Speech Code Category: Protest and Demonstration Policies

    Reservations are required for events that involve the assembly of more than 25 persons.

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  • Student Bill of Rights 14-15

    Speech Code Category: Advertised Commitments to Free Expression

    Colorado State University considers freedom of inquiry and discussion essential to a student’s educational development. Thus, the University recognizes the right of all students to engage in discussion, to exchange thought and opinion, and to speak, write, or print freely on any subject in accordance with the guarantees of Federal or State constitutions. This broad principle is the cornerstone of education in a democracy.

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  • Campus-media watchdogs expect free-speech chills after “Taser this….

    October 10, 2007

    By Joshua Zaffos at The Rocky Mountain Chronicle The free-speech zone of the student-center plaza at Colorado State University doesn’t look any less free these days, after Rocky Mountain Collegian Editor-in-Chief David McSwane received a formal admonishment for the September 21 editorial that read, “Taser this…FUCK BUSH.” But not everyone thinks the decisions of the university Board of Student Communications have equaled a victory for protected speech and the First Amendment. “Even though the hearing had a nominally positive outcome, the hearing itself was definitely a negative for free speech,” says Seth Anthony, a chemistry graduate student who started CSU’s […]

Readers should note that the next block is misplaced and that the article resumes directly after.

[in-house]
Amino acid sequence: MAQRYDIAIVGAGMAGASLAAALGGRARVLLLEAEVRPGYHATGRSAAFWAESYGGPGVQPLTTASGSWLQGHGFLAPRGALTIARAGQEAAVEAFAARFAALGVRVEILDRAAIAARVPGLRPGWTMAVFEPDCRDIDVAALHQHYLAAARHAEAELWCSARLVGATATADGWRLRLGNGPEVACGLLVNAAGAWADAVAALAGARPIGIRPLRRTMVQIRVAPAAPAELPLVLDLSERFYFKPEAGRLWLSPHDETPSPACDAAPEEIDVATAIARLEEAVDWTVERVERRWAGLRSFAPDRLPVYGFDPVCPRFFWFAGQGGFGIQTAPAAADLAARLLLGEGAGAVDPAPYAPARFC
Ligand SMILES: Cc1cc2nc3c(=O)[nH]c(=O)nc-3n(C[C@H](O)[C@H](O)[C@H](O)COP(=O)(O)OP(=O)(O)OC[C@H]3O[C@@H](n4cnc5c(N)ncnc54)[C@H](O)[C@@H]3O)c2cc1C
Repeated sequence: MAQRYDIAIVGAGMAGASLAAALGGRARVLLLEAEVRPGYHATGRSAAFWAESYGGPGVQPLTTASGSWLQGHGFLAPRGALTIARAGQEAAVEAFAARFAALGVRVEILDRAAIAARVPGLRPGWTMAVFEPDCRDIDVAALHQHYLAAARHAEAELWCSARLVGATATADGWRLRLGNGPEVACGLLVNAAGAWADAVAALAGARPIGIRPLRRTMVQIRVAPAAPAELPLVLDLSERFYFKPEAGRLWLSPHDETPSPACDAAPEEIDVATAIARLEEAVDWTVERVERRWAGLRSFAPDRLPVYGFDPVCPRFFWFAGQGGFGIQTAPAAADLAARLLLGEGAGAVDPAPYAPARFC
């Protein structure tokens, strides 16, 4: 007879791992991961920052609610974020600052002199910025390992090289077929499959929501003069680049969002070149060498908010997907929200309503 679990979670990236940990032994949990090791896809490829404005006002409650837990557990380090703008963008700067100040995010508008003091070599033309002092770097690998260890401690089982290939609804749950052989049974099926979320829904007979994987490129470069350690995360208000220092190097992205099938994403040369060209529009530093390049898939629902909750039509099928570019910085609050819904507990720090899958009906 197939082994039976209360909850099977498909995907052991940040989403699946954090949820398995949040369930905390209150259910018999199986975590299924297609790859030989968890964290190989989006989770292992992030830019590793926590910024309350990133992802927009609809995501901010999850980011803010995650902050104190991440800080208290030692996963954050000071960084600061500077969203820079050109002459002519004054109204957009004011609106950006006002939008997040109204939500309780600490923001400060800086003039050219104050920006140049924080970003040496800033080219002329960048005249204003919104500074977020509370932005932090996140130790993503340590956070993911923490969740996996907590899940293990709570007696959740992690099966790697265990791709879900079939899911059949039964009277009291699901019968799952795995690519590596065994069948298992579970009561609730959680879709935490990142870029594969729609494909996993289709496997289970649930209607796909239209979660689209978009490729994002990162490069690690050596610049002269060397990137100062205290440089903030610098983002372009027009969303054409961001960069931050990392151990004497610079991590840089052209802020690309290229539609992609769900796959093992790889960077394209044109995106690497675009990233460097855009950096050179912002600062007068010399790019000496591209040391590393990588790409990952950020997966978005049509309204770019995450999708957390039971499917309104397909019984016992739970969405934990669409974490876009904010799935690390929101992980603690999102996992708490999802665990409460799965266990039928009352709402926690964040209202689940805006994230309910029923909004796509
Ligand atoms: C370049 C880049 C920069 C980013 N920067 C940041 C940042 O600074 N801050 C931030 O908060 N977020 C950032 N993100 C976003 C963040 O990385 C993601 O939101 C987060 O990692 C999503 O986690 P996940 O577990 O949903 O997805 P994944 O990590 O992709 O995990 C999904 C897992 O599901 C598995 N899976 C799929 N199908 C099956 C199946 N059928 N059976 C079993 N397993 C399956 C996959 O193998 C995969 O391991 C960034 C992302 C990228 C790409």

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  • CSU and ‘Conventions of Decency’

    October 1, 2007

    By Greg Lukianoff, The Huffington Post This Thursday, Colorado State University (CSU) junior J. David McSwane will be headed to a closed-door hearing to decide his future as editor-in-chief of the Rocky Mountain Collegian, CSU’s student newspaper. The offense? On September 21, McSwane’s paper ran a four word editorial, reading simply “Taser This: FUCK BUSH.” In response, complaints have streamed in from all over the campus and the country—and while the university at first demonstrated a principled willingness to defend the paper and McSwane, the announcement of closed-door hearings in the middle of political firestorms seldom bodes well for free […]

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  • Colo. State revises campus speech codes

    July 27, 2007

    Colorado State University has revised its campus speech codes after lobbying by student activists and the Foundation for Individual Rights in Education. The university in Fort Collins revised three policies that groups said violated the First Amendment after concerns arose over restrictions on residence-hall advertising. The Fort Collins Coloradoan newspaper reported that the Campus Libertarians began requesting change in the advertising, hate-incidents and peaceful-assembly policies in fall 2006. The Campus Libertarians, while campaigning for a marijuana-legalization amendment to the state’s constitution, were denied permission to hang posters in the residence halls to support their cause. At the time, “offensive language” […]